Beijing is mulling a plan to choke the global supply of 15 rare earth metals, such as lanthanum and neodymium critical for products like hybrid cars, laptop computers and iPod music players. With demand growing for the minerals to produce green and high-technology products, China's Ministry of Industry and Information Technology has proposed to slash its export quotas. Zhao Shuanglian, vice-chairperson of China's Inner Mongolia autonomous region, also said export limits would be used to boost prices of the rare earth metals and create a national reserve. Industries worldwide have been dreading such a move because China alone produces 95 per cent of the world's rare earth metals; 75 per cent of this comes from Inner Mongolia. Japan, the world's highest rare earth metals importer, is already relying on smuggled material to meet the demand.
ethics of business finance
World Bank says no to palm oil
The World Bank will not invest in palm oil businesses until it develops measures to ensure that its funds are not used for causing social or environmental harm, World Bank President Robert Zoellick said in a letter to non-profits. A group of 19 environmental and indigenous rights bodies told the bank in 2007 that commercial production of palm oil caused large-scale destruction of forests in Indonesia, decimating wildlife and displacing forest communities. They had cited the practices of Wilmar Internati-onal, a plantation company, funded by the bank's private sector lender International Finance Corporation (ifc). Wilmar violated Indonesia's social and environmental laws, they alleged. ifc 's ombudsman conducted an audit following the complaints and found ifc allowed commerce to override environmental and social standards. Zoellick has also ordered ifc to review all existing palm oil projects.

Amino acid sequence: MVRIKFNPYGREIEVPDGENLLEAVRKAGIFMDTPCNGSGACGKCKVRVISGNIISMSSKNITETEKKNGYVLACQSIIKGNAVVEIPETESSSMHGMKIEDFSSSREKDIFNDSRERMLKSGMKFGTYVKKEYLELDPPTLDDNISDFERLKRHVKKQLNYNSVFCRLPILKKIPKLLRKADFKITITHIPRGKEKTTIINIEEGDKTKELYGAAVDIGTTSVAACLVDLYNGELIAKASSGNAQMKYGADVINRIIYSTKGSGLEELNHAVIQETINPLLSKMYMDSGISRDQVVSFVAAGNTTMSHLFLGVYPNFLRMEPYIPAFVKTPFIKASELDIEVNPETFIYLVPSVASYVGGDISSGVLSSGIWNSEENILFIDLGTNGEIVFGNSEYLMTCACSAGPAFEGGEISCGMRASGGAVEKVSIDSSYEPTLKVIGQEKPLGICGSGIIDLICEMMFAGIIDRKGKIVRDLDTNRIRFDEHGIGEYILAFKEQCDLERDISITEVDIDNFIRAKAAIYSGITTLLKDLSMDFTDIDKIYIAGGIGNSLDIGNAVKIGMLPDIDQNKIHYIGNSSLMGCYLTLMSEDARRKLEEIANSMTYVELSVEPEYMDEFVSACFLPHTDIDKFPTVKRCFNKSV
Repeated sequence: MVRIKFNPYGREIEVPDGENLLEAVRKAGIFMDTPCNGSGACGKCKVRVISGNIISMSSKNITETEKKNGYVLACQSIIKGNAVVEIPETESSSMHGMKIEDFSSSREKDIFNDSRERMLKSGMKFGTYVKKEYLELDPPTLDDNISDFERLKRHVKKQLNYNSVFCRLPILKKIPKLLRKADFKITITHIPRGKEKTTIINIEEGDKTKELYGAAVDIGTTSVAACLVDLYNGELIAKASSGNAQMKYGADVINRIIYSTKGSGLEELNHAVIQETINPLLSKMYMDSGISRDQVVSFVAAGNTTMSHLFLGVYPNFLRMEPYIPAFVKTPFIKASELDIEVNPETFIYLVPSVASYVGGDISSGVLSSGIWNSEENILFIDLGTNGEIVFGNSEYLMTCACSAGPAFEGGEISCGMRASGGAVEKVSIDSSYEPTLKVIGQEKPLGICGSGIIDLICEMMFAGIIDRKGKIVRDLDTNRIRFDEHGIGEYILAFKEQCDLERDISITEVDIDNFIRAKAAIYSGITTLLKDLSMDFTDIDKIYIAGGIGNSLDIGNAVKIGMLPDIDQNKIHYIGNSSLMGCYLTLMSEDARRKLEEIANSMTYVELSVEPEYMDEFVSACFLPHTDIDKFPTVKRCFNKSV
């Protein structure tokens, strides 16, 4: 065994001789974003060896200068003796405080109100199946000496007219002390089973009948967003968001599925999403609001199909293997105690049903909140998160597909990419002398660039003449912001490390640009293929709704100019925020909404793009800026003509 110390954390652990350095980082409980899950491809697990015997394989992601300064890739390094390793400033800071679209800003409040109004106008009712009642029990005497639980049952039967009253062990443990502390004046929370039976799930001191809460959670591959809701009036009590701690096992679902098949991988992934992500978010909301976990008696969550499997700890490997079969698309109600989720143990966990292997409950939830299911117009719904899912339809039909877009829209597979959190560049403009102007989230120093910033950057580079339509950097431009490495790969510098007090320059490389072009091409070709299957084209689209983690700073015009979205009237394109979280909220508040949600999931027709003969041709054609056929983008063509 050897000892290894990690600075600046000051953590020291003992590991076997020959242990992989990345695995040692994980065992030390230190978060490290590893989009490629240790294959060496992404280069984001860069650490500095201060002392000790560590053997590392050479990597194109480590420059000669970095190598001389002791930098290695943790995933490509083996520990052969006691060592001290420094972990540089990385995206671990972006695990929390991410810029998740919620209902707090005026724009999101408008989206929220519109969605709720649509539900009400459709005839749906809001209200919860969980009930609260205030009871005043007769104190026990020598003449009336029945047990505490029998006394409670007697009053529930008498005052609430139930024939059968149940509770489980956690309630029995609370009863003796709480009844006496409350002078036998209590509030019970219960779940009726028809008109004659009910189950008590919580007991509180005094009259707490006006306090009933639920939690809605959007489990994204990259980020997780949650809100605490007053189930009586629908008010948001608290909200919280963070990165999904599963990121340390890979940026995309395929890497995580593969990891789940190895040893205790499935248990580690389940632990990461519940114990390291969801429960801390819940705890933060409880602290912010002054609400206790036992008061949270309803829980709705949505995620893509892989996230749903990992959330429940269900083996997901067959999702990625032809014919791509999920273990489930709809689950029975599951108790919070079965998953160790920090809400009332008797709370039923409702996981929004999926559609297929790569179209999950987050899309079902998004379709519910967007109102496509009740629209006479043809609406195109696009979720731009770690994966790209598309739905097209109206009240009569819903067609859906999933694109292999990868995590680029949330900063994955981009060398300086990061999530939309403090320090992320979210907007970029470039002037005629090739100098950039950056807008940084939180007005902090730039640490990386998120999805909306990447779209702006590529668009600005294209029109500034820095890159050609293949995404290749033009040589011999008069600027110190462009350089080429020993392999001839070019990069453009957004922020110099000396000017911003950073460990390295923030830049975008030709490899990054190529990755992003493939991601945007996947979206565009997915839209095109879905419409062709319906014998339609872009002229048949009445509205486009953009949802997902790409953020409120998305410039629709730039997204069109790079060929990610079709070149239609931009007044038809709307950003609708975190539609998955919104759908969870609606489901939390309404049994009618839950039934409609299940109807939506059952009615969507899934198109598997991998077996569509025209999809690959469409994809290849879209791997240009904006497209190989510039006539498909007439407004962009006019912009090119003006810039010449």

Brazil to exploit oil potential
The Brazilian government has unveiled a plan to exploit its newly found oil reserves in the Atlantic Ocean that can transform it from a barely self-sufficient producer into a major exporter. With an estimated 50 billion barrels of crude, it will catapult the country to the eighth place in terms of crude reserve. The proposal, developed by President Luiz Inacio Lula da Silva, increases state control of oil, but allays industry fears that Brazil might go the Venezuelan way of extreme control by redrawing contracts. The reserves will be exploited under a shared-production regime that makes state-run Petrobras the exclusive operator and guarantees it at least 30 per cent stake in contracts awarded to private firms. Coinciding with the plan, Lula is also preparing to guard the oilfields one goal is completing the building of five submarines, including a nuclear sub. Analysts fear Lula might also reactivate its military industry with nearly US $30 billion of investment in rearmament.
UK's bid to revive lizard
Conservationists released 400 baby sand lizards at five sites across England and Wales in an attempt to rescue the endangered reptile from extinction. Once a common sight in the UK, sand lizards have practically disappeared in the past two decades due to loss of its heath and sandy habitat. Conservat-ionists blame it on agricultural expansion and developmental works. Amphibian and Reptile Conservation bred the lizards in captivity. It plans further releases of lizards over the next few years.